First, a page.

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Missoula Whooping Cough Cases Slowing, Health Department Says

This graph illustrates the number of pertussis cases reported to CDC from 1922 to 2017. Following the introduction of pertussis vaccines in the 1940s when case counts frequently exceeded 100,000 cases per year, reports declined dramatically to fewer than
Centers For Disease Control (PD)

Whooping cough continues to be a problem in Missoula County, but local health officials think the worst may finally be behind them.

As of Tuesday, a total of 141 whooping cough – also known as pertussis – cases have been reported in Missoula County since the outbreak started back in mid-April.

Sixteen tests are pending.

Missoula City-County Health Department Director Ellen Leahy says that means the recent whooping cough outbreak isn’t over, but it has slowed down considerably.

Whooping cough is a contagious respiratory disease that can lead to severe coughing fits. Unless treated quickly, that cough can potentially last for months.

Missoula’s recent outbreak is the largest in about seven years.

"At what appears to have been the peak of the outbreak, we received 14 cases – or at least 14 cases that all had the same date of onset. That’s really high compared to three yesterday, one a few days before that. They’re coming in more slowly now," Leahy says.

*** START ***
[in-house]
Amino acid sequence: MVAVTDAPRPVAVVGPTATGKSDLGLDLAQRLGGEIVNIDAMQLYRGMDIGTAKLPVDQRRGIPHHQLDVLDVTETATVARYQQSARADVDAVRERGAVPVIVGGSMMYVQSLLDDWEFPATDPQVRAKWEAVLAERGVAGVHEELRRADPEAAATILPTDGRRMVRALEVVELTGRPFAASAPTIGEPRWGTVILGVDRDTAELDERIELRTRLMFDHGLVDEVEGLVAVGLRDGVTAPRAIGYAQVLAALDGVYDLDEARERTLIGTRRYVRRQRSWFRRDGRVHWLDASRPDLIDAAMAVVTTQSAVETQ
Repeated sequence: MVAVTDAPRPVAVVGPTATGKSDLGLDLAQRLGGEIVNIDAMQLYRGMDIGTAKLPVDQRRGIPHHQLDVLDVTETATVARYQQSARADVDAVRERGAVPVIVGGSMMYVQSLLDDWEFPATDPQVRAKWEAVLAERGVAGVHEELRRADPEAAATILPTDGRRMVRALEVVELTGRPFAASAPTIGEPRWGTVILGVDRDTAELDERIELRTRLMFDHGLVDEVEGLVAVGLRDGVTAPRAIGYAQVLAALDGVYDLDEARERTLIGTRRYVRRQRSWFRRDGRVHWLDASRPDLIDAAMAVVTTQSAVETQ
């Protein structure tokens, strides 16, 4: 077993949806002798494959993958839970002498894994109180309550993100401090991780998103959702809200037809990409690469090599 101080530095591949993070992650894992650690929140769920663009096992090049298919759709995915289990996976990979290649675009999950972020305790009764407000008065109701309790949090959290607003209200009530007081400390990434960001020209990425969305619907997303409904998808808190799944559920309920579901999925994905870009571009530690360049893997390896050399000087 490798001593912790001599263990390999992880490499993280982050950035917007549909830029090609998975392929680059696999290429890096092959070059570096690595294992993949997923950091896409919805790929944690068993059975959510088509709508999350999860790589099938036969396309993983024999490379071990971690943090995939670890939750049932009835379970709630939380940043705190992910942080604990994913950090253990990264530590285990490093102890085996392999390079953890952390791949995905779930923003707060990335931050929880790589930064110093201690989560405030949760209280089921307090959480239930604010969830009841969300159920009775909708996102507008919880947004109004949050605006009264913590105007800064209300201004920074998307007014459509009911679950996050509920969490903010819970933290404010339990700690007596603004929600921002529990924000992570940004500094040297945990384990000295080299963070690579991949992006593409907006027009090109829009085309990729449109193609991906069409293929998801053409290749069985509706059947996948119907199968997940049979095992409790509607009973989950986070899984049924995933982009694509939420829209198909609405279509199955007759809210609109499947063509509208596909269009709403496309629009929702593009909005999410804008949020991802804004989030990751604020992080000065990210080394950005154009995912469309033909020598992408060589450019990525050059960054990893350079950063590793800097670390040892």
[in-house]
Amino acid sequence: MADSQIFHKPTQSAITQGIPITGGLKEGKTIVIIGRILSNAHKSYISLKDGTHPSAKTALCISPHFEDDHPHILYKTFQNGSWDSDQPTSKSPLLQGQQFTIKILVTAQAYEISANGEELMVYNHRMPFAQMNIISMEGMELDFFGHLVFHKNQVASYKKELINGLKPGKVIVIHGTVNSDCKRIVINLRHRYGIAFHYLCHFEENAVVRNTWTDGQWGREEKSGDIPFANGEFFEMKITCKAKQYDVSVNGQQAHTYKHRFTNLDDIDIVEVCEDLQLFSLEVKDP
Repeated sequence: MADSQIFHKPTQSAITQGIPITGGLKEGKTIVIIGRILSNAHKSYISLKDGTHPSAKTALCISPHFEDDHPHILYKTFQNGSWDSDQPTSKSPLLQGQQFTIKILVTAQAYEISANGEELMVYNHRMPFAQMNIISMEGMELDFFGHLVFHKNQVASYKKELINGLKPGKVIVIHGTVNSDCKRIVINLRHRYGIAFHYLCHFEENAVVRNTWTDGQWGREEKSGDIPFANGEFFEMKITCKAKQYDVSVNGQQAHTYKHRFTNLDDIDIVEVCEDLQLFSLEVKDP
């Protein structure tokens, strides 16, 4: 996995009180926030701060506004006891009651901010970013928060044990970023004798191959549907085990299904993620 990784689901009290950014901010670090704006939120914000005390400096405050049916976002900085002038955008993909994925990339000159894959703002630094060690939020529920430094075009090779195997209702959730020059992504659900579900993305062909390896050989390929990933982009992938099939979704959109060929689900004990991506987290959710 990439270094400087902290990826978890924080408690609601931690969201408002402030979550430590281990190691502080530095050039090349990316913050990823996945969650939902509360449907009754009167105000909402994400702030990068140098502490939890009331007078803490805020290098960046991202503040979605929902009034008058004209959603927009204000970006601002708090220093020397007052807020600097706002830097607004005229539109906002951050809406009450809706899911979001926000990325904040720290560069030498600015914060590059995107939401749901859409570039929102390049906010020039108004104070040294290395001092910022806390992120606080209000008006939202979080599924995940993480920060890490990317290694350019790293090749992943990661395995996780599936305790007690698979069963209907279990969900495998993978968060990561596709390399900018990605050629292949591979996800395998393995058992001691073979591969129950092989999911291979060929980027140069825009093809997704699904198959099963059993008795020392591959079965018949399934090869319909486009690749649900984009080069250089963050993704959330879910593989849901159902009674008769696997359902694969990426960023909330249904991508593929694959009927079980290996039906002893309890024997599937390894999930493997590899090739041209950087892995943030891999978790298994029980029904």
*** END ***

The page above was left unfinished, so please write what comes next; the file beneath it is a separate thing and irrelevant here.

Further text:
Leahy attributes the slowdown to a couple of factors.

"I think part of it is the natural course of the outbreak. Also, some control measures and case-finding and trying to get those who had symptoms out of the environment where they could spread it to others."

The average age of those who contracted the disease is 17. Missoula health department nurses fanned out into local schools to find out which students possibly came in close contact with existing whooping cough patients. When a so-called "close contact" was confirmed, officials notified that person and their parent or guardian. The best medical option at that point is a prescription for antibiotics.

The Missoula Health Department temporarily hired 10 additional public health nurses this spring to chase down leads.

Summer break for most schools starts in the next week or two.

"It will dismantle that scene where there’s a lot of amplification of cases, because they are in fairly close quarters throughout the day. That in and of itself won’t end the outbreak, but it should slow things down even more."

The pertussis vaccination, while important, isn’t bulletproof. Health officials say it’s about 80 percent effective.

"Even though this disease could break through an immunization, the higher the immunization rate is in the entire community or in any given setting, the less likely that that’s going to happen. Although, this one was particularly difficult because it does break through an immunization, particularly if that immunization is several years old; it does start to wane."

Adults who’ve never had a pertussis booster are urged to get one. A pertussis booster-shot for adults developed about 12 years ago is also available. It’s part of the tetanus shot. Pregnant women are urged to update their vaccinations, even if they were fully immunized before pregnancy. Newborns can’t be vaccinated until they’re 2 months old. A booster shot is available for middle school-aged children.

Edward O’Brien first landed at Montana Public Radio three decades ago as a news intern while attending the UM School of Journalism. He covers a wide range of stories from around the state.  
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